Patients’ group wants to school the public on Medicare

2 minute read

Most people don’t know what they don’t know about Medicare. The CHF wants funding for ‘community education sessions’.

Getting patients to understand how Medicare actually works is the novel, RACGP-backed suggestion provided by the Consumers Health Forum of Australia in its 2024 budget submission.

“People understand that [Medicare] can help them see a doctor for free and they love their little green card, but beyond that, the depth of knowledge about the system isn’t always deep,” CHF CEO Dr Elizabeth Deveny told The Medical Republic.

The group is proposing a series of community education sessions titled ‘Understanding Medicare – understanding your health’ which would educate patients in outer urban areas on how the health system works and what services Medicare funds.

The CHF did not specify how much this would cost.

It specifically wants to target people on the outer edges of capital cities, having identified that group as particularly vulnerable to the rising cost of living pressures.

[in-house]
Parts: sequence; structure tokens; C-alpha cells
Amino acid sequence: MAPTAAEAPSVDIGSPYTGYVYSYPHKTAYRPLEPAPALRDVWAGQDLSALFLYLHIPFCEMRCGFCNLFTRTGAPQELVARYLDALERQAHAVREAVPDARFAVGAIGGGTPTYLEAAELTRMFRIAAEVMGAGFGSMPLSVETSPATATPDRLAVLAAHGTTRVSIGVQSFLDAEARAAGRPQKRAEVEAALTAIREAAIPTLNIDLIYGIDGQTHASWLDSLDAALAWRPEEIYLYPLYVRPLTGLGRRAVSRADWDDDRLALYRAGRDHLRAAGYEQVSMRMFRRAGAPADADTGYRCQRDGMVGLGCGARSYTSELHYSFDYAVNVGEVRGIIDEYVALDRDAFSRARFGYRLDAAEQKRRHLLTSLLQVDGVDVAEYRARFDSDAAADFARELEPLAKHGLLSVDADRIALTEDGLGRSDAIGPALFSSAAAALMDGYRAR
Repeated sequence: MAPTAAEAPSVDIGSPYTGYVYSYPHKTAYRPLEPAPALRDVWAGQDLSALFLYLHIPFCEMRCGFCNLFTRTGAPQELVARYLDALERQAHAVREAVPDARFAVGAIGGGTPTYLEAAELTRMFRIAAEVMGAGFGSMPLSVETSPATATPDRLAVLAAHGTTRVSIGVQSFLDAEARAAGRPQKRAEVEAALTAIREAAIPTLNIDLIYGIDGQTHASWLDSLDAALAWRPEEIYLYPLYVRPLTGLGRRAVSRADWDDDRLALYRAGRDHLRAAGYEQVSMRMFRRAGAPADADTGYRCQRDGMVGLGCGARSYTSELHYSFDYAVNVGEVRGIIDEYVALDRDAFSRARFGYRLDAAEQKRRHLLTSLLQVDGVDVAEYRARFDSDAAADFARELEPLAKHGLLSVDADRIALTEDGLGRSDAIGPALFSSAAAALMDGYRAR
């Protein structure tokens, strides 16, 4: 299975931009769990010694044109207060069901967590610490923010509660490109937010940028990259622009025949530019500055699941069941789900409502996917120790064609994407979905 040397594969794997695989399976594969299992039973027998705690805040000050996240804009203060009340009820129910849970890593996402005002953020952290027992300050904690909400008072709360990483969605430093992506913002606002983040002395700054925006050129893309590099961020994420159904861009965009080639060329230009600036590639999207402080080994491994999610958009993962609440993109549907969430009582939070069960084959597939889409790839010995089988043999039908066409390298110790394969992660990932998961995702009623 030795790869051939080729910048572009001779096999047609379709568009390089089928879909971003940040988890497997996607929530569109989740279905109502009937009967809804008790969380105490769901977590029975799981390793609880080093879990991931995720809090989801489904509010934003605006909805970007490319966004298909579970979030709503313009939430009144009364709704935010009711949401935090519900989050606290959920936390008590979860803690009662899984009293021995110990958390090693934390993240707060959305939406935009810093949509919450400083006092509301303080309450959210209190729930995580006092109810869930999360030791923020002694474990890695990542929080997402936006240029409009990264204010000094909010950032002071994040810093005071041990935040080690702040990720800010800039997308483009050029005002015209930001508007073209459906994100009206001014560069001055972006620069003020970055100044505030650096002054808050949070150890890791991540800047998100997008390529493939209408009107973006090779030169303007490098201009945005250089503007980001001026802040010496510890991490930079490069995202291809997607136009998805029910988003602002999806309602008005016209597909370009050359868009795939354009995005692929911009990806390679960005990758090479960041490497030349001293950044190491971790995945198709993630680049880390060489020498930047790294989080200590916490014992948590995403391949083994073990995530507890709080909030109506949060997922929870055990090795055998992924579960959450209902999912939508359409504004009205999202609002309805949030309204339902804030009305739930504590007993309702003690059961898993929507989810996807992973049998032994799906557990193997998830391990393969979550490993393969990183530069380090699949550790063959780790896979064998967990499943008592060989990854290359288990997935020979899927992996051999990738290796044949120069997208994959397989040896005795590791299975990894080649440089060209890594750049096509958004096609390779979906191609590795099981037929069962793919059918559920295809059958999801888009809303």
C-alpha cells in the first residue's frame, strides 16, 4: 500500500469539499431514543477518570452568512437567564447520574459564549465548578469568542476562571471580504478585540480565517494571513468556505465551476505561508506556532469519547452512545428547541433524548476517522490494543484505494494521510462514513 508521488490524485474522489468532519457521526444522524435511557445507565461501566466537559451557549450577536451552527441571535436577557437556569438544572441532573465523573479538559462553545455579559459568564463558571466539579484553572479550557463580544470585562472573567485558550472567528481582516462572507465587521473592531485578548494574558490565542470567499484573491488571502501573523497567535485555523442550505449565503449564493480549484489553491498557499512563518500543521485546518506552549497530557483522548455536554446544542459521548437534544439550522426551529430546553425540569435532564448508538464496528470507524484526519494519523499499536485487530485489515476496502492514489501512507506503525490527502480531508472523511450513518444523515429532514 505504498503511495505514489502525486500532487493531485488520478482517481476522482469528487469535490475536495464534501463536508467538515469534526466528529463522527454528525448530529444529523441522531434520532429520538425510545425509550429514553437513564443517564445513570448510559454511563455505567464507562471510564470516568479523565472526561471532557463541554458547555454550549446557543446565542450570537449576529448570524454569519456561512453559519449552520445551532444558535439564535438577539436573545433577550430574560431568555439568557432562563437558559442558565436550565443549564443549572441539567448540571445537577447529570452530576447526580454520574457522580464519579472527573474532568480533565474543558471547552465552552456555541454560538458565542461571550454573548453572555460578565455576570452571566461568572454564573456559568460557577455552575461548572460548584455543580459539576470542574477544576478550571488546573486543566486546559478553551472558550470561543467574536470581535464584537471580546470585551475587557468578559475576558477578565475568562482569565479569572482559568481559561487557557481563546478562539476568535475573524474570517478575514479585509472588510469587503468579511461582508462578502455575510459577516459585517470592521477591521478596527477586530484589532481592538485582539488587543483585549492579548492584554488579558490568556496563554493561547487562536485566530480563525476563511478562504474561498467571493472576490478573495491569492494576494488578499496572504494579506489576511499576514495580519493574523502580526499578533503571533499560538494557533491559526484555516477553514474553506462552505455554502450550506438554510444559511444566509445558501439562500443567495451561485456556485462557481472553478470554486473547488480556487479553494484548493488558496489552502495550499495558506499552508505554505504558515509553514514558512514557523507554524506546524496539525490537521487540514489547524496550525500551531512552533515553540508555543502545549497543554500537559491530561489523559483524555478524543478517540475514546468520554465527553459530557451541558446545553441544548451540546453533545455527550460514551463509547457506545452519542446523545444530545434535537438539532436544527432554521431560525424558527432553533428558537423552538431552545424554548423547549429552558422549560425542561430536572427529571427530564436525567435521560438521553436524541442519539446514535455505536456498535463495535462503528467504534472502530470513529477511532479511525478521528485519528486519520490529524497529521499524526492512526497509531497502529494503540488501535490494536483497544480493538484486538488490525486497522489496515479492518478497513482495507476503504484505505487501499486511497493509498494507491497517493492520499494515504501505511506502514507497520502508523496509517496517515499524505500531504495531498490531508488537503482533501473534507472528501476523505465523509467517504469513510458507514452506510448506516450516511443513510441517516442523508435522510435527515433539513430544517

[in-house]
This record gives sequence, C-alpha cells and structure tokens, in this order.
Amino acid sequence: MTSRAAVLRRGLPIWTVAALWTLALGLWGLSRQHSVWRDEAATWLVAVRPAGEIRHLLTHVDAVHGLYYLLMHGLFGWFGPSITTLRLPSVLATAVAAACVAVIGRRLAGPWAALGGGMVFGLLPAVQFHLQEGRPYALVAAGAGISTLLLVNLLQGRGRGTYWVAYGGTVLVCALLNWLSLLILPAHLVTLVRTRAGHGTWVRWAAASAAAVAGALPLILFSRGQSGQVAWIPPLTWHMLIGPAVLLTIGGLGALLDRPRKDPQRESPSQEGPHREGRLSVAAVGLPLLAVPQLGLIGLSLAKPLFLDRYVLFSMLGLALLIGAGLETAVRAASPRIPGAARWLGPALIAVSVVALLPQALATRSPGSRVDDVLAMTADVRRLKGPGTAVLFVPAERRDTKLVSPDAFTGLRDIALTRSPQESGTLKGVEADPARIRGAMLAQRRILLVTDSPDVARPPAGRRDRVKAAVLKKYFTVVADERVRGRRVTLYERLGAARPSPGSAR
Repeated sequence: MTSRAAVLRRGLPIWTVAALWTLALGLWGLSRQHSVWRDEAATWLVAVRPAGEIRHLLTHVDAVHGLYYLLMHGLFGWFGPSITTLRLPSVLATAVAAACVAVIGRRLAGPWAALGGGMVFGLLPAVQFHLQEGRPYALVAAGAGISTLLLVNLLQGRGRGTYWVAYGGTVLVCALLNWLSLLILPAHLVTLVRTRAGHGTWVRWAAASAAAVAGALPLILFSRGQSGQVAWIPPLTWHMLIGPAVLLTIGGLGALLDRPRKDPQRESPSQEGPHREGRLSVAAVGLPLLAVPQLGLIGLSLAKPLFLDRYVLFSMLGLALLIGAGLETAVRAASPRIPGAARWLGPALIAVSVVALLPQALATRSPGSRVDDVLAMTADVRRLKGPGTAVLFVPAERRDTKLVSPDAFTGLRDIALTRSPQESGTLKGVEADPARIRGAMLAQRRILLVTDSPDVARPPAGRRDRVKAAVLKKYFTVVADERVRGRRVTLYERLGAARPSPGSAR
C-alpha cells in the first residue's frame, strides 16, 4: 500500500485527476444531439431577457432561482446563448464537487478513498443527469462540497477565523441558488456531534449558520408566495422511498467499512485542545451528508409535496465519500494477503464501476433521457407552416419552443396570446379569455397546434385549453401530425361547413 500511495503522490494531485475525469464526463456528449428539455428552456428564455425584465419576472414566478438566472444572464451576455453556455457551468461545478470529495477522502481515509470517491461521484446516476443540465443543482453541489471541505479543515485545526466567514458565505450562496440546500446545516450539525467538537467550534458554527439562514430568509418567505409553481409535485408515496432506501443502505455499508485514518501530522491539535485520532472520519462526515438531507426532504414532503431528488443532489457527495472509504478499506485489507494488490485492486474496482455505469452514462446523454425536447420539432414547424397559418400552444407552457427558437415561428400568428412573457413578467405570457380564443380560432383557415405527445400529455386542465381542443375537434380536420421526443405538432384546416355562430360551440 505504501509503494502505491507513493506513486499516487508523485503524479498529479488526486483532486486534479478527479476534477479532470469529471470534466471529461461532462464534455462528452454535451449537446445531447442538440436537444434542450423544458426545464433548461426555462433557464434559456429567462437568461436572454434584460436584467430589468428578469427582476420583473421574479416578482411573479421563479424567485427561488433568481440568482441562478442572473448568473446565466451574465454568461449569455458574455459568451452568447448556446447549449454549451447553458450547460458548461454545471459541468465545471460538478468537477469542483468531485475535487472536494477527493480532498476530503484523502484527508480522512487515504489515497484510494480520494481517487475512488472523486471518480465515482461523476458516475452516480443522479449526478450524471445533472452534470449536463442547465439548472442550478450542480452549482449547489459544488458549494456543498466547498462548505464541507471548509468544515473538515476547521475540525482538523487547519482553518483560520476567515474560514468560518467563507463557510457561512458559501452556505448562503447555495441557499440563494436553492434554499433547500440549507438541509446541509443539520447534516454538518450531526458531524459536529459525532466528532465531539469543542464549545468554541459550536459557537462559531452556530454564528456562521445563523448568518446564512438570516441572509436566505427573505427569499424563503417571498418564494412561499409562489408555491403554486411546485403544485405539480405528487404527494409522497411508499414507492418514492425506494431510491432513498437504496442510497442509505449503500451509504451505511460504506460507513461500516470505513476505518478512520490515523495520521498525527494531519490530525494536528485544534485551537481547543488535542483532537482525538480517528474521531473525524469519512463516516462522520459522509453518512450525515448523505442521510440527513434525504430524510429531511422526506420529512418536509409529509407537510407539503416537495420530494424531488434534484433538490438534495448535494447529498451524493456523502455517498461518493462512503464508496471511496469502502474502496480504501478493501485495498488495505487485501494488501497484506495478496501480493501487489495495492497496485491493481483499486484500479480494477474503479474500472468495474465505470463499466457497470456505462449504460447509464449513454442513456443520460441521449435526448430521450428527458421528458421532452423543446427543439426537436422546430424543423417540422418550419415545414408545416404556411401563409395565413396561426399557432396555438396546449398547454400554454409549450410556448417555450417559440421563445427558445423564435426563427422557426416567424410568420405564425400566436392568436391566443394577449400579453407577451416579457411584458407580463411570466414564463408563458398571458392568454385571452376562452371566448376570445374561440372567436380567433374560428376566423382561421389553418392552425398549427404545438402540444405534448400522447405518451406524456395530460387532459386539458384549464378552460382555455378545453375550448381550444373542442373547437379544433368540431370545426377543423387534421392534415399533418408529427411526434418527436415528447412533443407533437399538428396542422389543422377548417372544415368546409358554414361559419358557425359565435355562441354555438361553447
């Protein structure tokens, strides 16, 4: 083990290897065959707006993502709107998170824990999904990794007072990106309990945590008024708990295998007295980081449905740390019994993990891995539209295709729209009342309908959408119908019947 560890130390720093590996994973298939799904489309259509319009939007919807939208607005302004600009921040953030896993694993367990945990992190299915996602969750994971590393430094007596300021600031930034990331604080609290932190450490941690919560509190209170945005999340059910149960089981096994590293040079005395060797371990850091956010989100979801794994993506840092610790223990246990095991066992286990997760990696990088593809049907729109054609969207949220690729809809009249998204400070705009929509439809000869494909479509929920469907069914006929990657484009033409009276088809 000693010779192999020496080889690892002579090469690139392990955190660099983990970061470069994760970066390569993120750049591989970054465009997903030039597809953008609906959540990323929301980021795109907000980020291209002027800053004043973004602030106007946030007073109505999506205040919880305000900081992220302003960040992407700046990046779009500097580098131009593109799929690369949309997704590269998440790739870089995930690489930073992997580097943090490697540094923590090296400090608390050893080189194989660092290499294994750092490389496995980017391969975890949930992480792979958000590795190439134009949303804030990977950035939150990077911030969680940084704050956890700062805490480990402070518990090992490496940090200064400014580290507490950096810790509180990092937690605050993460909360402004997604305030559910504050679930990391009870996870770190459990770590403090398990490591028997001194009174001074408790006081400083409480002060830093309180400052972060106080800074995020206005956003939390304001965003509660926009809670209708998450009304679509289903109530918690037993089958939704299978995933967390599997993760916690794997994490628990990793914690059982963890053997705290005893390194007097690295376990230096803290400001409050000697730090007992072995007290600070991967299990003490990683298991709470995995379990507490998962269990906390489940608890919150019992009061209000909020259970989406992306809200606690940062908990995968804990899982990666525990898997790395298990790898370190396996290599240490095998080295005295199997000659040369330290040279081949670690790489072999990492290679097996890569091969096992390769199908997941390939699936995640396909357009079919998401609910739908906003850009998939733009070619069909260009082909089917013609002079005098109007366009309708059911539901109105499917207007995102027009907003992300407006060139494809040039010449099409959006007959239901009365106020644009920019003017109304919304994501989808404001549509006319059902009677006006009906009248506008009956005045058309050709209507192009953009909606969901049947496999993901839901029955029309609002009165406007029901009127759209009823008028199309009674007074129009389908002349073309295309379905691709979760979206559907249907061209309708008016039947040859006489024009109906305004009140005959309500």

According to Dr Deveny, whose background is in primary and digital health leadership, many Australians do not understand what they are “entitled to” under Medicare.

“The universality of Medicare is under threat,” she said.

“CHF is concerned by some of the commentary that has emerged in the sector over the last few years, which is viewing Medicare as a safety net for the most disadvantaged, and not as a universal access scheme for all.”

The RACGP has publicly backed the plan, arguing that recent changes to the system – i.e. the introduction of new incentives which are dependent on a person enrolling themselves with a practice – have made it even more complex.

“Most politicians, decision makers and consumers have got very little health literacy or understanding around how Medicare works and what it does,” college president Dr Nicole Higgins told TMR.

“We want to work with CHF to explain that the Medicare rebate belongs to the patient.”

The other recommendations that CHF pitched as part of its pre-budget submission included a cool $8 million over four years to go toward training 100 new people to present the consumer voice in health and research bodies.

CHF would be the recipient of those funds.

It also recommended that funding be put toward improving the consumer voice in the TGA specifically, which it said was an especially complex area.

Pushing dental onto Medicare, expanding telehealth and bringing forward the next tranche of 60-day prescribing medicines all also made the cut.

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